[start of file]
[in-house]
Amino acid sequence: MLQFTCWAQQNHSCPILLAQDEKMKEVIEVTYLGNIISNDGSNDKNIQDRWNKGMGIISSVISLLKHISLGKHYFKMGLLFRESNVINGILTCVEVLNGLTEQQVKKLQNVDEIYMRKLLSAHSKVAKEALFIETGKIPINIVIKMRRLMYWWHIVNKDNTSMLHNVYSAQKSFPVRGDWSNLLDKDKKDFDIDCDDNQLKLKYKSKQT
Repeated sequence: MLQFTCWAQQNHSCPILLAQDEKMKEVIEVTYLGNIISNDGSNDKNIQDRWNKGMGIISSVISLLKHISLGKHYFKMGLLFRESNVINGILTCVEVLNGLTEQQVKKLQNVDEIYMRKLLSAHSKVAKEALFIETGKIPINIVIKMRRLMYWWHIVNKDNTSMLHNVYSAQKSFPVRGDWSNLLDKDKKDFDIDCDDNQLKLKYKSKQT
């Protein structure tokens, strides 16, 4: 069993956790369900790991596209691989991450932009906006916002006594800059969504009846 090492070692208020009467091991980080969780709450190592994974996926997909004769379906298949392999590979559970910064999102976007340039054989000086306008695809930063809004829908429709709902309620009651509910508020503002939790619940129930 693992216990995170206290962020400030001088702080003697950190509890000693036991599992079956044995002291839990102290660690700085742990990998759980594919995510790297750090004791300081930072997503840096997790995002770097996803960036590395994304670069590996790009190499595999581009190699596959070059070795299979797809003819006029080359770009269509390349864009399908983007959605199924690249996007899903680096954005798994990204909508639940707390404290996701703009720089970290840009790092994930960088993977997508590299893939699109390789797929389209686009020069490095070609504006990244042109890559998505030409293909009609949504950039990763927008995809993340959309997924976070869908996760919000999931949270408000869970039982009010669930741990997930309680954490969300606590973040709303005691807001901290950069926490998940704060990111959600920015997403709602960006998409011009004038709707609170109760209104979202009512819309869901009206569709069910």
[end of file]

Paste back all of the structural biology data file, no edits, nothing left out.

[in-house]
Amino acid sequence: MLQFTCWAQQNHSCPILLAQDEKMKEVIEVTYLGNIISNDGSNDKNIQDRWNKGMGIISSVISLLKHISLGKHYFKMGLLFRESNVINGILTCVEVLNGLTEQQVKKLQNVDEIYMRKLLSAHSKVAKEALFIETGKIPINIVIKMRRLMYWWHIVNKDNTSMLHNVYSAQKSFPVRGDWSNLLDKDKKDFDIDCDDNQLKLKYKSKQT
Repeated sequence: MLQFTCWAQQNHSCPILLAQDEKMKEVIEVTYLGNIISNDGSNDKNIQDRWNKGMGIISSVISLLKHISLGKHYFKMGLLFRESNVINGILTCVEVLNGLTEQQVKKLQNVDEIYMRKLLSAHSKVAKEALFIETGKIPINIVIKMRRLMYWWHIVNKDNTSMLHNVYSAQKSFPVRGDWSNLLDKDKKDFDIDCDDNQLKLKYKSKQT
């Protein structure tokens, strides 16, 4: 069993956790369900790991596209691989991450932009906006916002006594800059969504009846 090492070692208020009467091991980080969780709450190592994974996926997909004769379906298949392999590979559970910064999102976007340039054989000086306008695809930063809004829908429709709902309620009651509910508020503002939790619940129930 693992216990995170206290962020400030001088702080003697950190509890000693036991599992079956044995002291839990102290660690700085742990990998759980594919995510790297750090004791300081930072997503840096997790995002770097996803960036590395994304670069590996790009190499595999581009190699596959070059070795299979797809003819006029080359770009269509390349864009399908983007959605199924690249996007899903680096954005798994990204909508639940707390404290996701703009720089970290840009790092994930960088993977997508590299893939699109390789797929389209686009020069490095070609504006990244042109890559998505030409293909009609949504950039990763927008995809993340959309997924976070869908996760919000999931949270408000869970039982009010669930741990997930309680954490969300606590973040709303005691807001901290950069926490998940704060990111959600920015997403709602960006998409011009004038709707609170109760209104979202009512819309869901009206569709069910």